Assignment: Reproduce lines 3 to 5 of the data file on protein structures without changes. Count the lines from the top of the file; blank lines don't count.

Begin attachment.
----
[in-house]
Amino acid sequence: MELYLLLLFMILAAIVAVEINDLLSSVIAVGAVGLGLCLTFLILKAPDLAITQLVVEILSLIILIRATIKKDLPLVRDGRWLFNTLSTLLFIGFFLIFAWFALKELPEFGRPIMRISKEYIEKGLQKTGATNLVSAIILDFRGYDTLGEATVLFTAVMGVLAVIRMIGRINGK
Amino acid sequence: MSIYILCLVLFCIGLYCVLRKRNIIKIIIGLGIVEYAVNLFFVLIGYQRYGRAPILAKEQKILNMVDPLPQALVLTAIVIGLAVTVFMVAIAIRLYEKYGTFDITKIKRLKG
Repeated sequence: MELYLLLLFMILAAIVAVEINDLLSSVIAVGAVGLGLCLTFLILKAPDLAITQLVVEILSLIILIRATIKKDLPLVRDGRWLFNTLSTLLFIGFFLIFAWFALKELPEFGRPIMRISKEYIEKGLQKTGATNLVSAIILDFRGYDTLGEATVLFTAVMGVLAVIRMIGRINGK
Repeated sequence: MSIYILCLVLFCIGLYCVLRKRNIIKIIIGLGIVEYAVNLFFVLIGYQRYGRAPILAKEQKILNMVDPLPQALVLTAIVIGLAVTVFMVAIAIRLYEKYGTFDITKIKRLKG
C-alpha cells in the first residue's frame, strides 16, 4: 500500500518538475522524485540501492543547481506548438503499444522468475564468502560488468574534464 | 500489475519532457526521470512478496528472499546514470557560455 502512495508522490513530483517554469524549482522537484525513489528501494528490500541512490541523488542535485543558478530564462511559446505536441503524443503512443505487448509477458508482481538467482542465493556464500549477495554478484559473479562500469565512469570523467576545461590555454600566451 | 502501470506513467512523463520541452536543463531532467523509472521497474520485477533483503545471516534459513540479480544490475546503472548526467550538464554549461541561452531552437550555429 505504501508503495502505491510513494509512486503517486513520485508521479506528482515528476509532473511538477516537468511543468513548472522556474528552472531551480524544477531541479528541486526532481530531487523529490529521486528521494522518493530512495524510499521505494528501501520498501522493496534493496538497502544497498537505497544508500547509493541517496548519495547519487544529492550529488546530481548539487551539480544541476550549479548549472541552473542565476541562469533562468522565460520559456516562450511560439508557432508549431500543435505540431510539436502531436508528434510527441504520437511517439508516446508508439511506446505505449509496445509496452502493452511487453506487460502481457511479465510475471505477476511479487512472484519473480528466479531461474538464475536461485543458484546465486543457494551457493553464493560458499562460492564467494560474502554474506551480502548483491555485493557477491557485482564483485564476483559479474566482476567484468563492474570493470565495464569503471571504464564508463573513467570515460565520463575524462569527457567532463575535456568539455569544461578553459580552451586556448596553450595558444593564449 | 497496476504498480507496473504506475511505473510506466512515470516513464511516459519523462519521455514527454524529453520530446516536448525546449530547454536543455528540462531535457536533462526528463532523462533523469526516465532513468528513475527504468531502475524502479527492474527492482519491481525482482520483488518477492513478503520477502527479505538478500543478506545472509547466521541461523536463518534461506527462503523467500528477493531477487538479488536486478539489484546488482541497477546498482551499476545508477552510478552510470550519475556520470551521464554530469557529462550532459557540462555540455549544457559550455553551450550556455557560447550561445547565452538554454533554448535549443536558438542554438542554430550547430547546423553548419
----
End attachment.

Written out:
Amino acid sequence: MSIYILCLVLFCIGLYCVLRKRNIIKIIIGLGIVEYAVNLFFVLIGYQRYGRAPILAKEQKILNMVDPLPQALVLTAIVIGLAVTVFMVAIAIRLYEKYGTFDITKIKRLKG
Repeated sequence: MELYLLLLFMILAAIVAVEINDLLSSVIAVGAVGLGLCLTFLILKAPDLAITQLVVEILSLIILIRATIKKDLPLVRDGRWLFNTLSTLLFIGFFLIFAWFALKELPEFGRPIMRISKEYIEKGLQKTGATNLVSAIILDFRGYDTLGEATVLFTAVMGVLAVIRMIGRINGK
Repeated sequence: MSIYILCLVLFCIGLYCVLRKRNIIKIIIGLGIVEYAVNLFFVLIGYQRYGRAPILAKEQKILNMVDPLPQALVLTAIVIGLAVTVFMVAIAIRLYEKYGTFDITKIKRLKG